Articles on Black History Month Canada

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Detail from Mickalene Thomas’s ‘Le Dejeuner sur l’herbe: Les trois femmes noires’ which is part of a show called ‘Femmes Noires’ currently at the Art Gallery of Ontario. The Rachel and Jean-Pierre Lehmann Collection © Mickalene Thomas

Black Canadian women artists detangle the roots of Black beauty

A recent and powerful exhibit by New York artist Mickalene Thomas at the Art Gallery of Ontario has opened the door for some deep discussions about Black Canadian women and visual representation.
Barbershop Talks creates a place for Black men and boys to meet and discuss ideas about masculinity. Edgar Chaparro/Unsplash

Barbershop Talks: A safe place to discuss Black masculinity

Barbershop Talks use the idea of the "barbershop around the corner" as a place to meet and discuss ideas and create a safe space for Black men and boys to talk openly about masculinity.
‘…Everything Remains Raw,’ a show at the McMichael gallery blends traditional art spaces with fresh ideas from hip hop culture such as this piece by Patrick Nichols, 10013 Michie Mee, 1993.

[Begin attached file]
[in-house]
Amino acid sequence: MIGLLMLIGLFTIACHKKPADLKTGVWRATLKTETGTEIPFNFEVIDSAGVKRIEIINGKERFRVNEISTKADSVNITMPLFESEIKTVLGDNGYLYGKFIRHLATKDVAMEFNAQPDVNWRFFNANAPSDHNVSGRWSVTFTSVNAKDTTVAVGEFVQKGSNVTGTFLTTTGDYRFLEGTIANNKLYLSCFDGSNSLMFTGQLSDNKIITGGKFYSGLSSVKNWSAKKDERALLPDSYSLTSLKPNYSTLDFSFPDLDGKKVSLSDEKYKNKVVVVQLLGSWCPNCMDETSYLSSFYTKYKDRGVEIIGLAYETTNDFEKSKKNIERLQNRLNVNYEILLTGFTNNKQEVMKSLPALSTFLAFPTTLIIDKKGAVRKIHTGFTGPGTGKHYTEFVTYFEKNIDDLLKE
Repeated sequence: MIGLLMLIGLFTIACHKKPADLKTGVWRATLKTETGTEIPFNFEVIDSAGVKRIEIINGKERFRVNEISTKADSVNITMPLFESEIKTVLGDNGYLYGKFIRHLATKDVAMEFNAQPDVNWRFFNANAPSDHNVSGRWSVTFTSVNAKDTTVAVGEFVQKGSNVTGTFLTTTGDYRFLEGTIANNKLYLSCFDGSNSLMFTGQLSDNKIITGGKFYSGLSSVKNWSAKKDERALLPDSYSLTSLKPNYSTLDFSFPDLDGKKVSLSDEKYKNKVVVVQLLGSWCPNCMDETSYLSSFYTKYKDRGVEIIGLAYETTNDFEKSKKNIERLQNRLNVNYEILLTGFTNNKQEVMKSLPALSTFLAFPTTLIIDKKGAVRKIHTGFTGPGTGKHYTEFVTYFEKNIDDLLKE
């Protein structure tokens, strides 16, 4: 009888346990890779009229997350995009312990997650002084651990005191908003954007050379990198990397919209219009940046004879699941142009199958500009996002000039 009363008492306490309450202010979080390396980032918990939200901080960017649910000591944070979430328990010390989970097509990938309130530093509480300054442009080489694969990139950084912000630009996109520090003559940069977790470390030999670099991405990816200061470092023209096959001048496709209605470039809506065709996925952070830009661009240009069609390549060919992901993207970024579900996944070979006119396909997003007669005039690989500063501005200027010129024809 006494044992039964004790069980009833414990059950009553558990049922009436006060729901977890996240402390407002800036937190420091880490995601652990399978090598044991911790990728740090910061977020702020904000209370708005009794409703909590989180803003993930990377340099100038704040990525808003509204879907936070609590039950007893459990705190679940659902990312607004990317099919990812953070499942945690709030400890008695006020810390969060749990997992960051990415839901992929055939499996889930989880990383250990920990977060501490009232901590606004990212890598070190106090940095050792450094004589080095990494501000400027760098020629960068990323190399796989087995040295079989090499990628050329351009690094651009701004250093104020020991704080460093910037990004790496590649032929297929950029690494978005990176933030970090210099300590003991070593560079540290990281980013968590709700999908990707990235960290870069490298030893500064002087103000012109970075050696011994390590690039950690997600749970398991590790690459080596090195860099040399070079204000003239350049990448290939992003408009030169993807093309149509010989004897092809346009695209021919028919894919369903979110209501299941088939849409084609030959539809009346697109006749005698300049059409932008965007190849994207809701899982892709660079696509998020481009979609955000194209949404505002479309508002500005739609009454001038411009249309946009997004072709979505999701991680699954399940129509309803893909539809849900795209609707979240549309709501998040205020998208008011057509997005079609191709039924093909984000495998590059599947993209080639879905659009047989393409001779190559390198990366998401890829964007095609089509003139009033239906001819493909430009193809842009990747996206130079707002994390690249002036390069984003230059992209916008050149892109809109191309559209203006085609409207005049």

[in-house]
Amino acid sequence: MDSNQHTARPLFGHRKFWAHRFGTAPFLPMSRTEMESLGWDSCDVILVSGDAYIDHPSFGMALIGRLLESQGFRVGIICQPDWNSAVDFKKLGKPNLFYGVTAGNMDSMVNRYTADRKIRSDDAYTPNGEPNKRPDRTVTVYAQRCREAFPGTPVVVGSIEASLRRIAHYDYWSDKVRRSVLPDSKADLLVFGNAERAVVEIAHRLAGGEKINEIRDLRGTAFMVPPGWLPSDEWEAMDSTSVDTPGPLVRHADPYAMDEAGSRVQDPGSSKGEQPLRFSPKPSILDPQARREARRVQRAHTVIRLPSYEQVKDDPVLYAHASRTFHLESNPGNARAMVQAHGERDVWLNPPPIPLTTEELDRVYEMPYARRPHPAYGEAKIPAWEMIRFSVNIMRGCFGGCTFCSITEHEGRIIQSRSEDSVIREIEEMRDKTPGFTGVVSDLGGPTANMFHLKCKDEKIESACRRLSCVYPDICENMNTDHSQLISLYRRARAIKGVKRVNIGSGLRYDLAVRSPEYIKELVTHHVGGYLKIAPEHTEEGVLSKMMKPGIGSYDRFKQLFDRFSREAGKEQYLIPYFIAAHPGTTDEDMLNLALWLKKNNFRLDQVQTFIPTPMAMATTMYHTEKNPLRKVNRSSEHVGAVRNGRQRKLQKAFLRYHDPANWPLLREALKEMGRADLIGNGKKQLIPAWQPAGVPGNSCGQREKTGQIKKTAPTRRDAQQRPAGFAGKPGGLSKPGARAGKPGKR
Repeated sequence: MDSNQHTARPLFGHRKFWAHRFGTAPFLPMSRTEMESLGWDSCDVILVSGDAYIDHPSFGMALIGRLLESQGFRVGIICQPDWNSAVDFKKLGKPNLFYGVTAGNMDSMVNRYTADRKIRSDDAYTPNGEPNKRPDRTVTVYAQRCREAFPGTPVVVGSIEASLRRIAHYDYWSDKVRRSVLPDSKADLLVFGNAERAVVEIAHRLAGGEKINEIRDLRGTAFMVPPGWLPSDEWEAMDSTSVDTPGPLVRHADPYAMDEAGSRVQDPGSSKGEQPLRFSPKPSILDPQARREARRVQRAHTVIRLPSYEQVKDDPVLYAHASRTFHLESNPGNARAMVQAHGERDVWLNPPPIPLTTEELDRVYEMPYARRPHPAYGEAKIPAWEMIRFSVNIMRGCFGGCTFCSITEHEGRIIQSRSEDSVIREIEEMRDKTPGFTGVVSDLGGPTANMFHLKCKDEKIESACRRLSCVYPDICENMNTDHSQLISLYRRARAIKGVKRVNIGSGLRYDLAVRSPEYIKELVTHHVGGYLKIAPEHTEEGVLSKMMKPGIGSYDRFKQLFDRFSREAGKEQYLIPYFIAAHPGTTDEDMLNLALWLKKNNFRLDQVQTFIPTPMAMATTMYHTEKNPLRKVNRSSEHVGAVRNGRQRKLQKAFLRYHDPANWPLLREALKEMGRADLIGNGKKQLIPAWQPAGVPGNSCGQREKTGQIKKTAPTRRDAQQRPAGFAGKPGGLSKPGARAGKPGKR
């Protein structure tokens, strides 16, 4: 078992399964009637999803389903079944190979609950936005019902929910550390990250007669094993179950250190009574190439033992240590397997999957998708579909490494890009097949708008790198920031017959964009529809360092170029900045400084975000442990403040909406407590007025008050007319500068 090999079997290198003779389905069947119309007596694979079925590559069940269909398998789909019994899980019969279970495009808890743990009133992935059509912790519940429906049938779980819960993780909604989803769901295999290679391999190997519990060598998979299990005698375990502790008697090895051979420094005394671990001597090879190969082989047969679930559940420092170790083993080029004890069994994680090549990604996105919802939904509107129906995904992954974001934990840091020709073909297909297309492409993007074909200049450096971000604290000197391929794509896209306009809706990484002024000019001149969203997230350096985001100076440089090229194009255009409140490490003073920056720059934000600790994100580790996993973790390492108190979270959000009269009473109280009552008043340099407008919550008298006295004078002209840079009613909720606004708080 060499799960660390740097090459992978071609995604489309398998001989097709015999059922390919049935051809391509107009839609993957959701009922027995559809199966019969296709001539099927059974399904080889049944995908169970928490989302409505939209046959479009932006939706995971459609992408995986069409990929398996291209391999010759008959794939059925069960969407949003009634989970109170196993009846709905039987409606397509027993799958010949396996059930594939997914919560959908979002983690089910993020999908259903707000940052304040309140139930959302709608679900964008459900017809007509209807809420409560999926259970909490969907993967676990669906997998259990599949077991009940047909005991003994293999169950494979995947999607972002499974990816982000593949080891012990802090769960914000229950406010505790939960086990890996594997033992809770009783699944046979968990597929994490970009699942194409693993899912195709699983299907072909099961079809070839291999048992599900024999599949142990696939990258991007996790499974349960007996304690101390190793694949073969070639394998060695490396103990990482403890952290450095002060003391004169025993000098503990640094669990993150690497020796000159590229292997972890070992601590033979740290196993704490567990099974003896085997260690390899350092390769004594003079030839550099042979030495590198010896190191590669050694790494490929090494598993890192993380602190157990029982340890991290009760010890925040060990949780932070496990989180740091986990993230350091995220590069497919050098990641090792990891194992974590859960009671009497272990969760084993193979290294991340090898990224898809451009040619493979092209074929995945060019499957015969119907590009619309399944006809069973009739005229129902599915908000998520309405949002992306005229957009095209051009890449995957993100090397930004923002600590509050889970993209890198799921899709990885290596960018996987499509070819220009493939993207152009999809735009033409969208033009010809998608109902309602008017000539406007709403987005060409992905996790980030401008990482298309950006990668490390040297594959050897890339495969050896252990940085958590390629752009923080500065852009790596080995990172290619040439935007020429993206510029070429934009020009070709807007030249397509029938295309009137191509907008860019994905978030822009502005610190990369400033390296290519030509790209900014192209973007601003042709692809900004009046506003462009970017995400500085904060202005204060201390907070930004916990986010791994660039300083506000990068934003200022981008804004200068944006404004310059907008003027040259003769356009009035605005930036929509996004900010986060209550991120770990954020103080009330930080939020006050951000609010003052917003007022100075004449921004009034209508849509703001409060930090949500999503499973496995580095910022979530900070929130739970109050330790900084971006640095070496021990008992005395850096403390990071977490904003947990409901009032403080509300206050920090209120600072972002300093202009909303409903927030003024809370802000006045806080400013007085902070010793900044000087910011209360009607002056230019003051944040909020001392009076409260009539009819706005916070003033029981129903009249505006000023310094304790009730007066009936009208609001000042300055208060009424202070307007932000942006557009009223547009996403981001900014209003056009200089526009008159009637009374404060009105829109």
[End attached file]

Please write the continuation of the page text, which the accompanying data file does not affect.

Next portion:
Hip hop culture paves the way forward

Hip hop is a vibrant cultural art form that Canadian public institutions need to embrace. Our aging institutions can get a new life by integrating hip hop with and into traditional art displays.
The artists who first sang the legendary Canadian hip hop song “Northern Touch” 20 years ago reunited to perform at the 2018 Juno Awards. From left to right: Checkmate, Red1, Misfit, Kardinal Offishall, Choclair and Thrust. THE CANADIAN PRESS/Darryl Dyck

The Juno Awards finally celebrate hip hop, but is it too late?

The current global dominance of Canadian music on today's Billboard charts obscures the difficulties many early rap artists faced in garnering local support for this country’s hip hop music.

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